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Non-Review Review: Crimes and Misdemeanors

I have to admit a special fondness for Crimes and Misdemeanors. It isn’t my favourite Woody Allen film, but it does sit somewhere near the top of my ranking of the director’s extensive filmography. More than that, though, it’s interesting to revisit Crimes and Misdemeanors in light of the director’s more recent work in films like Cassandra’s Dream or Match Point. Indeed, reflecting on it today, Crimes and Misdemeanors seems to occupy a strange middle-ground, literally positioned half-way between the director’s observational comedies and his more sombre meditations on the human condition. Anchored in a fantastic lead performance by Martin Landau, Crimes and Misdemeanors is an intriguing moral dramedy.

Well suited to each other?

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Non-Review Review: Midnight in Paris

A special thanks to the IFI for sneaking us into an advance screening. If you’re interested, they’re hosting a season of actors-turned-directors through October, with Woody Allen’s Purple Rose of Cairo among those screening.

“You inhabit two worlds. So far, I see nothing strange.”

“Of course, you’re a Surrealist.”

– Man Ray takes Gil’s time-traveling confession quite well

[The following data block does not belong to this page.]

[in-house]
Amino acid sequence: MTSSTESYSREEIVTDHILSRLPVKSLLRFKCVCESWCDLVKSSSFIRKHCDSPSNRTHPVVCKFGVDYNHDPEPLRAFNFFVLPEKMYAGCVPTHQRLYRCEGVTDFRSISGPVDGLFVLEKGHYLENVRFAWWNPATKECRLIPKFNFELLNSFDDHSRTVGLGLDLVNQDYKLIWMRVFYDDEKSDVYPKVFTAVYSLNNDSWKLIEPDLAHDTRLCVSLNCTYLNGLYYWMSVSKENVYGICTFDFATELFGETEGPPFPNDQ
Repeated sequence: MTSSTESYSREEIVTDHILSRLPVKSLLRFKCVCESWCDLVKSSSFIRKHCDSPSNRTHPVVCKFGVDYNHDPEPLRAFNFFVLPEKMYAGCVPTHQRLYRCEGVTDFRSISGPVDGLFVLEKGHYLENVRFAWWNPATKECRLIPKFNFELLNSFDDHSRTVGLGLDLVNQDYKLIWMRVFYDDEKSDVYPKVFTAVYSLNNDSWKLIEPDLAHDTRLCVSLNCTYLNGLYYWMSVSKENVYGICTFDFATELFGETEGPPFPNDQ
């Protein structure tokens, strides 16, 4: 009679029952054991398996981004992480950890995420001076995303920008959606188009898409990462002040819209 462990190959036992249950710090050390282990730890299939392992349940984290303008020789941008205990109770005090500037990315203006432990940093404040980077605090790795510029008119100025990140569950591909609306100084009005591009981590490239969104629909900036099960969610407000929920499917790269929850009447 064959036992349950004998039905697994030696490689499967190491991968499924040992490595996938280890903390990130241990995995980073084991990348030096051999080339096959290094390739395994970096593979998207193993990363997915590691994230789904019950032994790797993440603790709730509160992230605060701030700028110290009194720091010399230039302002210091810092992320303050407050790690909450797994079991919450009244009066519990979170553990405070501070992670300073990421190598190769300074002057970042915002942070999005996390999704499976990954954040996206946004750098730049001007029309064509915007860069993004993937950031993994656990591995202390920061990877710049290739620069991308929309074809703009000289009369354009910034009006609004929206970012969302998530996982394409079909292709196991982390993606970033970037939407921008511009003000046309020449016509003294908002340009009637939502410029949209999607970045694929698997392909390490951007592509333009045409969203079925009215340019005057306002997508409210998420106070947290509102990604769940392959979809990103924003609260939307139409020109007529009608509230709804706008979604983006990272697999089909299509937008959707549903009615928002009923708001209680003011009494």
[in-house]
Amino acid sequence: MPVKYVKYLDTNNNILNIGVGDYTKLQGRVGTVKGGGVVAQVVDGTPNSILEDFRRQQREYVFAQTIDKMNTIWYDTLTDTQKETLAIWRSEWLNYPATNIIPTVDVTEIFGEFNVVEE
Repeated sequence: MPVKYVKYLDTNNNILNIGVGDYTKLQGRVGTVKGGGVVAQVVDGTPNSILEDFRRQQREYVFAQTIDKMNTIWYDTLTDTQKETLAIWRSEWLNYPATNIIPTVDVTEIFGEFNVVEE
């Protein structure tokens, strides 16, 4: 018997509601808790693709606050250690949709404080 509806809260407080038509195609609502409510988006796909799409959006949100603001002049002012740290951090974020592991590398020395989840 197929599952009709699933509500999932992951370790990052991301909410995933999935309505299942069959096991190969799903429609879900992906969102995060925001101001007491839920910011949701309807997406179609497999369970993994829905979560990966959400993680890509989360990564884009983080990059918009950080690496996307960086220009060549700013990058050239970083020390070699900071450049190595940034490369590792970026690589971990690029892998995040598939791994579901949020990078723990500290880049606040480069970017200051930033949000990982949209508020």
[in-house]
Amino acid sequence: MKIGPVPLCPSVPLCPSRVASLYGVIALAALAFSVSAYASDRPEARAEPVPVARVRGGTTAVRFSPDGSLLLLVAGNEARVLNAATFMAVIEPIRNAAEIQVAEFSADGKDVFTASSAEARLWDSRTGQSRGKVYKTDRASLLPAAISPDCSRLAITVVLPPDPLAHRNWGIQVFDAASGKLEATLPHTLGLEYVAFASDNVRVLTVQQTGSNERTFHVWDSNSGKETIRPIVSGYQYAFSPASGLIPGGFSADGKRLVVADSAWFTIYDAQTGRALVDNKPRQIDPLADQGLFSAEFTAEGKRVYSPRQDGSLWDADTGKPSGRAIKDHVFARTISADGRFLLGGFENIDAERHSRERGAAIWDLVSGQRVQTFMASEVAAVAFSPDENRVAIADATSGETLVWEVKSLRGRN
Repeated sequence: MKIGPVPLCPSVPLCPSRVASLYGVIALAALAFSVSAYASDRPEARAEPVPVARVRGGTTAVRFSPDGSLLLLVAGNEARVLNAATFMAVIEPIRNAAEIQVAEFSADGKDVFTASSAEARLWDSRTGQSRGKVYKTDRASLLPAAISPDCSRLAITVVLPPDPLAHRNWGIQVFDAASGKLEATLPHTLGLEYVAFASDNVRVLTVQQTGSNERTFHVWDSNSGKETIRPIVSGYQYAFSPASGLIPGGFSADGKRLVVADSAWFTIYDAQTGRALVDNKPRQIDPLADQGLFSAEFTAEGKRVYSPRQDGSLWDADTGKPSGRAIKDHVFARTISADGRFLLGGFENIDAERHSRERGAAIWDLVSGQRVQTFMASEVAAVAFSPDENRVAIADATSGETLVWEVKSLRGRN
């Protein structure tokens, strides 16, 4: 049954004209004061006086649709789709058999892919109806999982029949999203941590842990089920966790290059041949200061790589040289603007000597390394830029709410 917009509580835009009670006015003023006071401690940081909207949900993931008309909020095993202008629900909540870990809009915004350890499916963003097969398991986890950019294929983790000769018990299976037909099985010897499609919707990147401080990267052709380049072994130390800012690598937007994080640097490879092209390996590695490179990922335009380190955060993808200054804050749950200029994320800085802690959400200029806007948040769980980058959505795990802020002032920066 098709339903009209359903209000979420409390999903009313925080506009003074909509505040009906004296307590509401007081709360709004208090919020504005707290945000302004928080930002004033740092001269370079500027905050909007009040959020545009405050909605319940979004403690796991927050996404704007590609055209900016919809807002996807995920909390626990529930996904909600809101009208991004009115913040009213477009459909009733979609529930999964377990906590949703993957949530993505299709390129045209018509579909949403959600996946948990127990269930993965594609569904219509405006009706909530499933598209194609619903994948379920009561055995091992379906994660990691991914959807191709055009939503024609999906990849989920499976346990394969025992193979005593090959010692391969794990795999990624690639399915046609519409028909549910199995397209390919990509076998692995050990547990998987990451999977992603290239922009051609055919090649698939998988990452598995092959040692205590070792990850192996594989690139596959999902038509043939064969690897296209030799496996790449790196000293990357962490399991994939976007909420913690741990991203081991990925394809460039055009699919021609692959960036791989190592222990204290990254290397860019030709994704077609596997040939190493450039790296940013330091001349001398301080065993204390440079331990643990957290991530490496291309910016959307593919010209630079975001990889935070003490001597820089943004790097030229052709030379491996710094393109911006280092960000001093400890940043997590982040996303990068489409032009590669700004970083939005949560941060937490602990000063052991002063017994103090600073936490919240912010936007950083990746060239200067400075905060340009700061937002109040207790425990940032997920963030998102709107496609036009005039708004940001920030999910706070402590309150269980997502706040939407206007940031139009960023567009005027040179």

Woody Allen has, to a greater or lesser extent, been heavily influenced by Europe in the past few years. Ignoring Whatever Works, he’s clearly been inspired by the great European cities. Vicky Christina Barcelona is perhaps the most obvious, if only because it was perhaps the most critically and commercially successful, but London has also produced works as diverse as Match Point and You Will Meet A Tall Dark Stranger. Still, if you’re going to work with the major European cities, it seems pointless to avoid Paris, the city of lights and lovers, home to generations of artists for decades upon decades, it has earned a reputation as one of the most powerful and inspiring locations on the face of the planet. Allen does his subject proud, producing what is certainly his best film since his trip to Barcelona, and one I’d rank considerably higher in my own estimation. It seems that even the cynical Woody Allen can become something of a romantic in Paris.

The importance of being Ernest...

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Non-Review Review: Celebrity

As I was watching Celebrity, one of Woody Allen’s mid-nineties efforts, two things ran through my head. The first was that the movie was clearly intended to explain why the director had given up on his life in America and moved overseas (sparking his creative rebirth with films like Match Point and Vicky Christina Barcelona). The second, and much more pressing, was the observation that it’s not really fair to write a character with yourself in mind and then expect Kenneth Branagh to step in and play that avatar as you. Not to diminish Branagh’s Woody Allen impression (it’s much better than one might expect), but it tends to draw attention away from the rest of the film.

Woody clearly thinks this Hollywood malarkey is bananas...

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